Cardiff University | Prifysgol Caerdydd ORCA
Online Research @ Cardiff 
WelshClear Cookie - decide language by browser settings

Managers’ views of the effects on their service of hosting a cognitive-behavioural anger management group

Rose, Nicola, Rose, John, Stenfert Kroese, Biza, Stimpson, Aimee, MacMahon, Pamela, Jahoda, Andrew, Townson, Julia ORCID:, Felce, David, Hood, Kerenza ORCID: and Willner, Paul 2015. Managers’ views of the effects on their service of hosting a cognitive-behavioural anger management group. Advances in Mental Health and Intellectual Disabilities 9 (1) , pp. 19-29. 10.1108/AMHID-05-2014-0018

Full text not available from this repository.


Purpose – The purpose of this paper is to investigate how service managers perceive their service prior to, and following the delivery of a cognitive-behavioural therapy (CBT) anger management group for individuals with an intellectual disability. Design/methodology/approach – Telephone interviews were conducted with seven service managers, before and after a CBT group intervention. The interviews were recorded, transcribed and analysed using thematic analysis to identify common and/or contrasting themes. Findings – Before the intervention took place managers observed a lack of consistency in how their staff dealt with challenging incidents and the serious consequences these incidents had for service users as well as staff. They spoke about the importance of multi-disciplinary working and good quality staff selection, support and training. After the group intervention managers commented on a positive “spilling-out effect” whereby the whole organisation was influenced by the intervention, a greater willingness on the part of service users to talk about their problems, and an increased confidence in the staff members who had co-facilitated the group work. Research limitations/implications – The implications of the themes raised are discussed and recommendations for further research are suggested. Originality/value – This research provides a unique contribution of managers’ views and insight into how hosting a CBT group intervention impacted on their wider services.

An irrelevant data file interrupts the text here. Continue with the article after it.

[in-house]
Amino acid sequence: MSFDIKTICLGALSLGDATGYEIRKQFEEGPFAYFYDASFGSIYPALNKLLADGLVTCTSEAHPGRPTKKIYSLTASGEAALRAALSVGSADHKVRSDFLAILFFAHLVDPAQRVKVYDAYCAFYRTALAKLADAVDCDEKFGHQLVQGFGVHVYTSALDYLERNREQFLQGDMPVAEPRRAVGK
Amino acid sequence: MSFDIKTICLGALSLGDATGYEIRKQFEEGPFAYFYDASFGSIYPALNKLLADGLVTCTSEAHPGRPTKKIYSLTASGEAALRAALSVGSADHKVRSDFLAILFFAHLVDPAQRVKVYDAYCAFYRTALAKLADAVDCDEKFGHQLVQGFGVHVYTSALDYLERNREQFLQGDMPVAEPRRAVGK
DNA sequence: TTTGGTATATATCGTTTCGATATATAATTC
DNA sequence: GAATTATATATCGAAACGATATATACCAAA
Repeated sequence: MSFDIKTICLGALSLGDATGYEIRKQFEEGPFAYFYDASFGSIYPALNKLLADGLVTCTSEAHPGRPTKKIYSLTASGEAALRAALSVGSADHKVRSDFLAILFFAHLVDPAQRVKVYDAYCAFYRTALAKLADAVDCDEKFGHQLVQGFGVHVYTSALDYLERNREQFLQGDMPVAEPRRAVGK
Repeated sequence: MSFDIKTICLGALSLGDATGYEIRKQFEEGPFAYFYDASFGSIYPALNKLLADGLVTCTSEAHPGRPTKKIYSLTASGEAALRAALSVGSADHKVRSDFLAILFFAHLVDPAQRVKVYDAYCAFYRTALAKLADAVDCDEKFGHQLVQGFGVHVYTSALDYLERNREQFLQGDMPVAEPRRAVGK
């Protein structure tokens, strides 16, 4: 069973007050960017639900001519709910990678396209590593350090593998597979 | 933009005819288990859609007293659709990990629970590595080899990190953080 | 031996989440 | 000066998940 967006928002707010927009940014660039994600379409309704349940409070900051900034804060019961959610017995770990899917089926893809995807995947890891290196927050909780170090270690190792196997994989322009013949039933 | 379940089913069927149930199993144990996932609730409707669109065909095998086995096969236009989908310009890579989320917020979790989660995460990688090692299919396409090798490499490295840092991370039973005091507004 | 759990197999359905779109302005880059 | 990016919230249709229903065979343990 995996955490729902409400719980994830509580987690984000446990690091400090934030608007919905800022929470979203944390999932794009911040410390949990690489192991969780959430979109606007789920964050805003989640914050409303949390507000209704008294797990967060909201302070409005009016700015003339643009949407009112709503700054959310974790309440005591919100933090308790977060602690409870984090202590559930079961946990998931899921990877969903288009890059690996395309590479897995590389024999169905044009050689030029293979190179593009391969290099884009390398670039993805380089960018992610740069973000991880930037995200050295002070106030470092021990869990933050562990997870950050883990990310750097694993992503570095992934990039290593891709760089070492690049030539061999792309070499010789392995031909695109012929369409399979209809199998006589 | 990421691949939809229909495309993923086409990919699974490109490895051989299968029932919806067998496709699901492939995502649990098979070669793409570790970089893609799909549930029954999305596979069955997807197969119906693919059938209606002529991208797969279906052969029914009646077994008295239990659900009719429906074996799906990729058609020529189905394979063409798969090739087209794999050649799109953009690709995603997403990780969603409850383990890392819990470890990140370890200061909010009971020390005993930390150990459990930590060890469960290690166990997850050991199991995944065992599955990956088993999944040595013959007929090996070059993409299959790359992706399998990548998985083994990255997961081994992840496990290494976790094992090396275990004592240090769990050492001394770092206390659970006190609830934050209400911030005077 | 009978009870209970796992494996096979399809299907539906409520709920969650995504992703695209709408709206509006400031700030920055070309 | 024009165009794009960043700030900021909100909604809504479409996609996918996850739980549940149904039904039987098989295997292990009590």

Item Type: Article
Date Type: Publication
Status: Published
Schools: Medicine
Subjects: R Medicine > R Medicine (General)
Uncontrolled Keywords: Managers, Qualitative research, CBT, Staff development, Group therapy, Organizational issues
Publisher: Emerald
ISSN: 2044-1282
Last Modified: 31 Oct 2022 10:40

Citation Data

Cited 1 time in Scopus. View in Scopus. Powered By Scopus® Data

Actions (repository staff only)

Edit Item Edit Item